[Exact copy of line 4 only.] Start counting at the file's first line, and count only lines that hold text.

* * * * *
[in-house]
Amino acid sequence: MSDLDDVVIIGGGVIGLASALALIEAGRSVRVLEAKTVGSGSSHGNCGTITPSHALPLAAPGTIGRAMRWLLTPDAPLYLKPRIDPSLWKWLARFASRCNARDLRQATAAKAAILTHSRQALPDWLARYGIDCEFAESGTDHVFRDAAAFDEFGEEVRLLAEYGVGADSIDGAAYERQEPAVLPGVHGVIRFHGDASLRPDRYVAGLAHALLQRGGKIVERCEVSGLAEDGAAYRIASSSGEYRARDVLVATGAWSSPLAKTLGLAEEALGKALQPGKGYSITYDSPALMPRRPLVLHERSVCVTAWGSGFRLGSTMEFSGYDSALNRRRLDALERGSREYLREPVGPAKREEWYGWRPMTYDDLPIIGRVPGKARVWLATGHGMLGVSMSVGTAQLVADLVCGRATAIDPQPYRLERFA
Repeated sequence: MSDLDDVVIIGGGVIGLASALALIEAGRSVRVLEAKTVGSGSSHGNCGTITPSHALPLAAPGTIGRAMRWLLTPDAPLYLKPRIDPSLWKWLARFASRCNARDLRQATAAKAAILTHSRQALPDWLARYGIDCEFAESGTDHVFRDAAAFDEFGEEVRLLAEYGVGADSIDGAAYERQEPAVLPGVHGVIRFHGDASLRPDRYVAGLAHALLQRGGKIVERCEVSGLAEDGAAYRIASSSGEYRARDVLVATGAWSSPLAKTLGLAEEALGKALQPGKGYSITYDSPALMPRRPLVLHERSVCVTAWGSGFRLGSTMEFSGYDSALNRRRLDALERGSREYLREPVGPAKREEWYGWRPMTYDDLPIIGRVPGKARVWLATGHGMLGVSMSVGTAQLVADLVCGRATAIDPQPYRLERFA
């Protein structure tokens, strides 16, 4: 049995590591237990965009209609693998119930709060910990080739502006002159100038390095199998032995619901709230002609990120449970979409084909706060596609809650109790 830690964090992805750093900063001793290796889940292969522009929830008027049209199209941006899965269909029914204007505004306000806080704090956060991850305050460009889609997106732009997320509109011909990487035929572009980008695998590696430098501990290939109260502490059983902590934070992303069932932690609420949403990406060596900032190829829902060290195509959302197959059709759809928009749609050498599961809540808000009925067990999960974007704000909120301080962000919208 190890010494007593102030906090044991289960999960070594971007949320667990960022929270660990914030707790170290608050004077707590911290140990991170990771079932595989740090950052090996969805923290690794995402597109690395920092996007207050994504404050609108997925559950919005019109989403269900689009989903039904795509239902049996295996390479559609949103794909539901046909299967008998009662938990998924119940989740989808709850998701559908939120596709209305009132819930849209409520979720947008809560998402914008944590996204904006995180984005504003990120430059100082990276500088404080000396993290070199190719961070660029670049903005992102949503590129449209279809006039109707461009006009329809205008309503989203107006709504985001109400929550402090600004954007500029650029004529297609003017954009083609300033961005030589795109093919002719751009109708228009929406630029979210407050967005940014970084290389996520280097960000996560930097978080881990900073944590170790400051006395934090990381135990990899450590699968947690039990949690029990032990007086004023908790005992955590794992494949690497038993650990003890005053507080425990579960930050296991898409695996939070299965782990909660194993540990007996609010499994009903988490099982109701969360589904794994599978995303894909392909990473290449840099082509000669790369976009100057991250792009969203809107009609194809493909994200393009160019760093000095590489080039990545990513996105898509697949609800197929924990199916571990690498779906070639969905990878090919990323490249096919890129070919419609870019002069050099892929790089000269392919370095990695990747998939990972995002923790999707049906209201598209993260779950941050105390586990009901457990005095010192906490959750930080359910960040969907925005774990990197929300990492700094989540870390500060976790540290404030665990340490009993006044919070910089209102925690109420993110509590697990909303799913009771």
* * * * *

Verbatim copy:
């Protein structure tokens, strides 16, 4: 049995590591237990965009209609693998119930709060910990080739502006002159100038390095199998032995619901709230002609990120449970979409084909706060596609809650109790 830690964090992805750093900063001793290796889940292969522009929830008027049209199209941006899965269909029914204007505004306000806080704090956060991850305050460009889609997106732009997320509109011909990487035929572009980008695998590696430098501990290939109260502490059983902590934070992303069932932690609420949403990406060596900032190829829902060290195509959302197959059709759809928009749609050498599961809540808000009925067990999960974007704000909120301080962000919208 190890010494007593102030906090044991289960999960070594971007949320667990960022929270660990914030707790170290608050004077707590911290140990991170990771079932595989740090950052090996969805923290690794995402597109690395920092996007207050994504404050609108997925559950919005019109989403269900689009989903039904795509239902049996295996390479559609949103794909539901046909299967008998009662938990998924119940989740989808709850998701559908939120596709209305009132819930849209409520979720947008809560998402914008944590996204904006995180984005504003990120430059100082990276500088404080000396993290070199190719961070660029670049903005992102949503590129449209279809006039109707461009006009329809205008309503989203107006709504985001109400929550402090600004954007500029650029004529297609003017954009083609300033961005030589795109093919002719751009109708228009929406630029979210407050967005940014970084290389996520280097960000996560930097978080881990900073944590170790400051006395934090990381135990990899450590699968947690039990949690029990032990007086004023908790005992955590794992494949690497038993650990003890005053507080425990579960930050296991898409695996939070299965782990909660194993540990007996609010499994009903988490099982109701969360589904794994599978995303894909392909990473290449840099082509000669790369976009100057991250792009969203809107009609194809493909994200393009160019760093000095590489080039990545990513996105898509697949609800197929924990199916571990690498779906070639969905990878090919990323490249096919890129070919419609870019002069050099892929790089000269392919370095990695990747998939990972995002923790999707049906209201598209993260779950941050105390586990009901457990005095010192906490959750930080359910960040969907925005774990990197929300990492700094989540870390500060976790540290404030665990340490009993006044919070910089209102925690109420993110509590697990909303799913009771």